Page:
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Comprehensive metabolic panel
A comprehensive metabolic panel is a group of chemical tests performed on the blood serum (the part of blood that doesn't contain cells).
This test provides an overall picture of your body's metabolism. Metabolism refers to all the physical and chemical processes in the body that use energy.
Metabolic panel - comprehensive; Chem-20; SMA20; Sequential multi-channel analysis with computer-20; SMAC20; Metabolic panel 20
How the Test is Performed
A blood sample is needed. For information on how this is done, see: Venipuncture
How to Prepare for the Test
You should not eat or drink for 8 hours before the test.
How the Test Will Feel
When the needle is inserted to draw blood, some people feel moderate pain, while others feel only a prick or stinging sensation. Afterward, there may be some throbbing.
Why the Test is Performed
This test will give your doctor information about:
- How your kidneys and liver are working
- Blood sugar, cholesterol, and calcium levels
- Sodium, potassium, and chloride levels (called electrolytes)
- Protein levels
Your doctor may order this test during a yearly exam or routine checkup.
- Albumin: 3.9 to 5.0 g/dL
- Alkaline phosphatase: 44 to 147 IU/L
- ALT (alanine aminotransferase): 8 to 37 IU/L
- AST (aspartate aminotransferase): 10 to 34 IU/L
- BUN (blood urea nitrogen): 7 to 20 mg/dL
- Calcium: 8.5 to 10.9 mg/dL
- Chloride: 96 - 106 mmol/L
- CO2 (carbon dioxide): 20 to 29 mmol/L
- Creatinine: 0.8 to 1.4 mg/dL **
- Glucose test: 100 mg/dL
- Potassium test: 3.7 to 5.2 mEq/L
- Sodium: 136 to 144 mEq/L
- Total bilirubin: 0.2 to 1.9 mg/dL
- Total protein: 6.3 to 7.9 g/dL
**Note: Normal or healthy values for creatinine can vary with age. Normal value ranges for all tests may vary slightly among different laboratories. Talk to your doctor about the meaning of your specific test results.
The examples above show the common measurements for results for these tests. Some laboratories use different measurements or may test different specimens.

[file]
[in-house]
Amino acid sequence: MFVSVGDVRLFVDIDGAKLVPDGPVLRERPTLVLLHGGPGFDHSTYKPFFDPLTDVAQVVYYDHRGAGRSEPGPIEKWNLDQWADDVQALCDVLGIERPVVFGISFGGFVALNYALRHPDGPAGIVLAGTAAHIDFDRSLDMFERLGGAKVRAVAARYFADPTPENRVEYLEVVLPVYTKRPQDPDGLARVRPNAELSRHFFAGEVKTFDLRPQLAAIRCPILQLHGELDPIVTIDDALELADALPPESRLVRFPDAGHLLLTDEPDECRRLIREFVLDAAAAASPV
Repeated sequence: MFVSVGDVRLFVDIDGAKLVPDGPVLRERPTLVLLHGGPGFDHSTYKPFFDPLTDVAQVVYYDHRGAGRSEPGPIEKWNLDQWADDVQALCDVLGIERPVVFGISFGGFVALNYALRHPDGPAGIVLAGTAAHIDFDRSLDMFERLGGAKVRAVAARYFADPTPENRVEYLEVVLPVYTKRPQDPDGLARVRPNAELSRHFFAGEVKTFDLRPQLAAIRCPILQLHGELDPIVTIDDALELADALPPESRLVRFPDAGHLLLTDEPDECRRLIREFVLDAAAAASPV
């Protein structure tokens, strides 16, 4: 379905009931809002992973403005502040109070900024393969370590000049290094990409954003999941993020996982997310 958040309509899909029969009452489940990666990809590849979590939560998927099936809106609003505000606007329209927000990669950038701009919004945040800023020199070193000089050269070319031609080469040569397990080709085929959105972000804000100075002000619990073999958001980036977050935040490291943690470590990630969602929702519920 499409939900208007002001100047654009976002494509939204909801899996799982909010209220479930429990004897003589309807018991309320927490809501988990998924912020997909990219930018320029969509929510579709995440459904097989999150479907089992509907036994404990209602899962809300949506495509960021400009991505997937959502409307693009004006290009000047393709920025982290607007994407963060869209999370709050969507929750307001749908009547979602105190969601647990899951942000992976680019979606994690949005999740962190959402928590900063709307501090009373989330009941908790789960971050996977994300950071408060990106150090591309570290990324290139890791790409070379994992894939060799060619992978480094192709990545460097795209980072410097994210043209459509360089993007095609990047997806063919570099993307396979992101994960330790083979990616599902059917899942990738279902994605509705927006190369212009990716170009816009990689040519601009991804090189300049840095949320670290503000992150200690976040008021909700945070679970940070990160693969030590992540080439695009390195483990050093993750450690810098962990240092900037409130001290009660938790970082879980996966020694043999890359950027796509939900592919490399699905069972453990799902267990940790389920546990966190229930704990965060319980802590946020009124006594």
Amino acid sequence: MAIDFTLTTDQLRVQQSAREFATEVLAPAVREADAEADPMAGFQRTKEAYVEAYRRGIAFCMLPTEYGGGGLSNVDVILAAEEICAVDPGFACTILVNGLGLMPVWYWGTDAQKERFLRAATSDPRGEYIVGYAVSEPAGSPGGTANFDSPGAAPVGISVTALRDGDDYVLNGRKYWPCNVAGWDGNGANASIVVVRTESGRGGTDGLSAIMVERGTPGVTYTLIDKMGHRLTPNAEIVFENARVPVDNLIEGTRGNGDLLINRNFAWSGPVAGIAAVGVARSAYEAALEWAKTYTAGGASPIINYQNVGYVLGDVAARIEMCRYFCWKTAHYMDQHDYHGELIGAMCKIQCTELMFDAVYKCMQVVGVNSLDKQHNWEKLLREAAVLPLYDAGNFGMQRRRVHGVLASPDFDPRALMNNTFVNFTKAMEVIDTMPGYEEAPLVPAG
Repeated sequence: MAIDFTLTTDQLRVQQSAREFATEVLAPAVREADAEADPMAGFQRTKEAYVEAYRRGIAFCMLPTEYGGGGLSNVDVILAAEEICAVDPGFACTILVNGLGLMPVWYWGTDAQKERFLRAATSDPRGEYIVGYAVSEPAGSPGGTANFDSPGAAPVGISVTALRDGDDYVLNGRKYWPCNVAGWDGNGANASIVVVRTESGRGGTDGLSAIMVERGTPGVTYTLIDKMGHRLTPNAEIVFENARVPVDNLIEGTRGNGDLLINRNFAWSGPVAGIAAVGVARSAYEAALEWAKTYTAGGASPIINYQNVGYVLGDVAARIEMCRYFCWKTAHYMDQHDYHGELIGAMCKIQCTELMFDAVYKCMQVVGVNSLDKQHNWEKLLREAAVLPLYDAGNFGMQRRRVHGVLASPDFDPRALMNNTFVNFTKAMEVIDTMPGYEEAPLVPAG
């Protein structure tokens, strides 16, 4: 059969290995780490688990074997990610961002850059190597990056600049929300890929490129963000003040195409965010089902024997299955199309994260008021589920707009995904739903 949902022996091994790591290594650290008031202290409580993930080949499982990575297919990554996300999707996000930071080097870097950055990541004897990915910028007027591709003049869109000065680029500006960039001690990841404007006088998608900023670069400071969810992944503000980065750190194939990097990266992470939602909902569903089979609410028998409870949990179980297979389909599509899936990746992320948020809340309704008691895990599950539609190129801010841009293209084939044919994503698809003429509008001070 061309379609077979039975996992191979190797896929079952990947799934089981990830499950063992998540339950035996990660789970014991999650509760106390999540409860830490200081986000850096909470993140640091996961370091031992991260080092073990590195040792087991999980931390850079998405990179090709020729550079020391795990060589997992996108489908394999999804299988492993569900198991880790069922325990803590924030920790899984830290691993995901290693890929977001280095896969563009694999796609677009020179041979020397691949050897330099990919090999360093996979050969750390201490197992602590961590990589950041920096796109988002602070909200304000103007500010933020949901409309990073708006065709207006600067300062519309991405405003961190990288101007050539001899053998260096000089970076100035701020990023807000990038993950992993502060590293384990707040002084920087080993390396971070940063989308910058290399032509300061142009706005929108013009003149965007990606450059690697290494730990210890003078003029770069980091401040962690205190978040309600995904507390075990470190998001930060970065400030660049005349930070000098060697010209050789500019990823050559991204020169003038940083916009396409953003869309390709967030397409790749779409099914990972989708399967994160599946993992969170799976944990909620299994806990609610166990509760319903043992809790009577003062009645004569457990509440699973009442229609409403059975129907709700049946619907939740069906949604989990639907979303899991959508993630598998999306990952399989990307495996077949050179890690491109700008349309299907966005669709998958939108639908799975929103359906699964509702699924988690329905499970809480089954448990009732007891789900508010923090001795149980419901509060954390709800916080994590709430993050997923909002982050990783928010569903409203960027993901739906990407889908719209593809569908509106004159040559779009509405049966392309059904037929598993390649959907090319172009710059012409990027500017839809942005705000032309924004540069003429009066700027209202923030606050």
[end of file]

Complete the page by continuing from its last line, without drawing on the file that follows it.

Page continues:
Key to abbreviations:
- IU = international unit
- L = liter
- dL = deciliter = 0.1 liter
- g/dL = gram per deciliter
- mg = milligram
- mmol = millimole
- mEq = milliequivalents
What Abnormal Results Mean
Abnormal results can be due to a variety of different medical conditions, including kidney failure, breathing problems, and diabetes-related complications. See the individual tests listed in the normal values section for detailed information.
There is very little risk involved with having your blood taken. Veins and arteries vary in size from one patient to another and from one side of the body to the other. Taking blood from some people may be more difficult than from others.
Other risks associated with having blood drawn are slight but may include:
- Excessive bleeding
- Fainting or feeling light-headed
- Hematoma (blood accumulating under the skin)
- Infection (a slight risk any time the skin is broken)
Reviewed By: A.D.A.M. Editorial Team: David Zieve, MD, MHA, and David R. Eltz. Previously reviewed by David C. Dugdale, III, MD, Professor of Medicine, Division of General Medicine, Department of Medicine, University of Washington School of Medicine (2/20/2011).